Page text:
[Checklist] Tips Find the Best Tax Professional

Many industries have regulations and statutes to ensure consumer protections exist when it comes to financial matters. After reading this blog post, you will be able to choose a professional wisely. Getting your taxes filed every year is just another part of adulting. Knowing if you’re getting the best type of service for your finances can be challenge when it comes time to file your taxes each year.

It’s hard to tell what you’re really paying for. Having information to compare services before you file and pay taxes is of upmost importance for your financial well-being. Only a few states regulate their tax preparers. These states are California, Illinois, Nevada, Connecticut, Maryland, New York and Oregon. 

Non-credentialed tax preparers are people who prepare tax returns but are not Certified Public Accountants or Enrolled Agents.

There are about half a million people who work as non-credentialed tax preparers. All paid preparers and some volunteers are required to sign tax returns using a Preparer Tax Identification Number (PTIN).  Most of them work with national tax preparation services like H&R Block, Liberty Tax Service, or Jackson Hewitt Tax Services.

Non-Credentialed tax preparers typically handle individual tax returns, which are less complicated than those for businesses. They generally get paid less than Certified Public Accountants and Enrolled Agents. Unlike tax preparers, we are tax professionals. We handle a variety of tax matters not limited to tax preparation such as tax planning, tax controversy, and advisory.

The Internal Revenue Service and the practitioner community are working hard to require minimum standards to become a paid tax return preparer. The Internal Revenue Service can only do so much to protect taxpayers from financial harm by unethical return preparers.  Taxpayers like you have a role to play in protecting your financial information.

Because most paid preparers do not have professional designations and may be unregulated, be sure to choose a tax preparer wisely. You are responsible for all of the information on your income tax returns.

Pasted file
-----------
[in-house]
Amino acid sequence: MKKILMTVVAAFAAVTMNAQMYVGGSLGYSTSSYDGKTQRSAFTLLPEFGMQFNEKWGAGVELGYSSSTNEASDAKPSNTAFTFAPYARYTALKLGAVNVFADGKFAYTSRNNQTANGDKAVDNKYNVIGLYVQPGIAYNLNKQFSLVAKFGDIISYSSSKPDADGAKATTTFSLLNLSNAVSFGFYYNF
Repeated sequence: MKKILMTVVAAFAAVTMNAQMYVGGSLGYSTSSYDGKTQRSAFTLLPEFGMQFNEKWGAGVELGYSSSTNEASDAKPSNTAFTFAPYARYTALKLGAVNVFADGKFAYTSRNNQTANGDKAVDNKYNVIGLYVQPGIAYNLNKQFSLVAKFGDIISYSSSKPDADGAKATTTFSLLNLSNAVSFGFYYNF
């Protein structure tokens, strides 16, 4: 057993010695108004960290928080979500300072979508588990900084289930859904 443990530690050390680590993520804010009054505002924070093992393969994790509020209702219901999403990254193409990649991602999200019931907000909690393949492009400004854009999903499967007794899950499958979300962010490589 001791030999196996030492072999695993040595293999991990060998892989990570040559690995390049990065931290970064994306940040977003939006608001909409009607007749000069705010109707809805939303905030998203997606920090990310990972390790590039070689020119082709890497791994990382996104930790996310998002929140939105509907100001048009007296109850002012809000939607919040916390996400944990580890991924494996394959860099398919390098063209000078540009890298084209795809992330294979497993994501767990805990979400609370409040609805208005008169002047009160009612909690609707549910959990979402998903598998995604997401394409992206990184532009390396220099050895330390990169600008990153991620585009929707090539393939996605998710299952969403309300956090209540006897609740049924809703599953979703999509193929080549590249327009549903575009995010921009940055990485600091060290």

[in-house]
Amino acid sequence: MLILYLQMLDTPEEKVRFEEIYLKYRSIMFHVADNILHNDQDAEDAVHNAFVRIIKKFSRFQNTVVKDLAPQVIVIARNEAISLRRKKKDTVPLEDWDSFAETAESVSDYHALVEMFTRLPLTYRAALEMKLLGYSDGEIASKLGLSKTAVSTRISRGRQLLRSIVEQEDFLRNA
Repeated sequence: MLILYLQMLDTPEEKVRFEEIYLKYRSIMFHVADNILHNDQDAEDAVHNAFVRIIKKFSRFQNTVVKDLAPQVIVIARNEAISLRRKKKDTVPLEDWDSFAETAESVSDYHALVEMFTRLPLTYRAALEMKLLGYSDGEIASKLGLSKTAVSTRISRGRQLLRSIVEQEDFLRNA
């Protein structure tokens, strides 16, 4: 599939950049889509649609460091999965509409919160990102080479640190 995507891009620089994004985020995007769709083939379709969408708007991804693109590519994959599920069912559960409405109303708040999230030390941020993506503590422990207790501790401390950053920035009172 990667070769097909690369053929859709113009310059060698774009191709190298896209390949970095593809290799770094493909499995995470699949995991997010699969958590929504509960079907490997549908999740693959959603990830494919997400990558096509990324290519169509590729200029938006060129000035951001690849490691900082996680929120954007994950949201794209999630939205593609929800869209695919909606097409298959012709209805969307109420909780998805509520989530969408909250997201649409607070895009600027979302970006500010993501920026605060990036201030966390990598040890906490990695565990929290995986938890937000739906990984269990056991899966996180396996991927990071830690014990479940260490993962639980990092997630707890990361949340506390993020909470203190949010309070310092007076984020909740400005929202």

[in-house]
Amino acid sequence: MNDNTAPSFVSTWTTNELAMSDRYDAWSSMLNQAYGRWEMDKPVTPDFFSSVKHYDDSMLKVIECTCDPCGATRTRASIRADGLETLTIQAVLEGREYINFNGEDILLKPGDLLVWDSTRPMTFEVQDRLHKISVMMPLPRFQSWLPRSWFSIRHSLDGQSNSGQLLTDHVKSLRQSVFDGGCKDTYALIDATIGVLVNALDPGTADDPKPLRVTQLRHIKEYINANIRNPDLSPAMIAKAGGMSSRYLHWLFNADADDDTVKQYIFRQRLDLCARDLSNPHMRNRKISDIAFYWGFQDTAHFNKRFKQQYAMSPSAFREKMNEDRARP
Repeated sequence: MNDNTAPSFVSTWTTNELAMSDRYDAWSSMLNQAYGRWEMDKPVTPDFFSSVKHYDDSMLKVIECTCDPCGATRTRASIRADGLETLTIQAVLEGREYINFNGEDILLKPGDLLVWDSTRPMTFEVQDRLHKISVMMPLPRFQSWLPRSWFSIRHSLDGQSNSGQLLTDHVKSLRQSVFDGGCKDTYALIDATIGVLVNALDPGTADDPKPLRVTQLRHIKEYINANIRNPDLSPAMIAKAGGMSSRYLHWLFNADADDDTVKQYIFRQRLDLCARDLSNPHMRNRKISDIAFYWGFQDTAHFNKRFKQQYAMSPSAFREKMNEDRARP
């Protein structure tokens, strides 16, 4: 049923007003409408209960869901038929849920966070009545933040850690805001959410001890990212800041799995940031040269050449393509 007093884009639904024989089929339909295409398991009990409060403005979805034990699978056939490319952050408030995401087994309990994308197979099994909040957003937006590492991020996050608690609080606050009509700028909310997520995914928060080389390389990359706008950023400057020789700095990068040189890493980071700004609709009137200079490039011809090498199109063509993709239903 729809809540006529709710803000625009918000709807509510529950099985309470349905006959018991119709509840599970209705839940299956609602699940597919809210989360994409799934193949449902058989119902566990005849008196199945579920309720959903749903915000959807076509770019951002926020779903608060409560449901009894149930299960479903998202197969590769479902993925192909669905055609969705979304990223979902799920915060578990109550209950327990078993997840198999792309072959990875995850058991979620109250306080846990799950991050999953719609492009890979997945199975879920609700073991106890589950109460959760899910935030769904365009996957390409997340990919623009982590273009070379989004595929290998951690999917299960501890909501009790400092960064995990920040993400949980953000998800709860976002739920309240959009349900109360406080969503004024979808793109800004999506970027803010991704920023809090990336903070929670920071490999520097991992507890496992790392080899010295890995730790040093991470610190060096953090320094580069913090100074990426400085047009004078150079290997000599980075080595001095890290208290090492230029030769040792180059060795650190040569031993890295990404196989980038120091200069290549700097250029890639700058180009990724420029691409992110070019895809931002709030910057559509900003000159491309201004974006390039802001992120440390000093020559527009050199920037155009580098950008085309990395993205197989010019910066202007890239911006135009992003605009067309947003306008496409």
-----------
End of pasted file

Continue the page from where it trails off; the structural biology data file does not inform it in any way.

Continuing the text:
Did you pay someone to do your taxes?

Does the signature box look like this photo?

Paid Preparer signature box signed Self-Prepared Paid Preparer Only Signature Box Signed “Self-Prepared”

You may have given your financial information to an unregulated tax preparer. Most importantly, make sure your tax professional signs your return using their PTIN.  Ascension Financial Services signs every tax return that goes out of our offices.

Do you need to file a tax return? Click here to see our rates. If you’re ready to file or would like to ask us any questions, schedule a consult.

Where to Find a Tax Preparer

  1. Use the Internal Revenue Service Directory
  2. Start with your local state tax agency or State Board of Accountancy’s CPA search
  3. Use the Find a Tax Expert feature on the National Association of Enrolled Agents website
  4.  Use the Find a preparer tool on the National Association of Tax Professionals website

Here are some tips you should remember when selecting a tax preparer:

  1. Check the preparer’s qualifications
  2. Ask them what they do in case of an audit or IRS Notice
  3. Ask about fees
  4. Ask to E-file
  5. Ask about year-round services
  6. Provide records and receipts
  7. Never sign a blank return
  8. Review before signing
  9. Ensure the preparer signs and includes their Preparer Tax Identification Number
  10. Report Abusive Tax Preparers to the IRS or let us know

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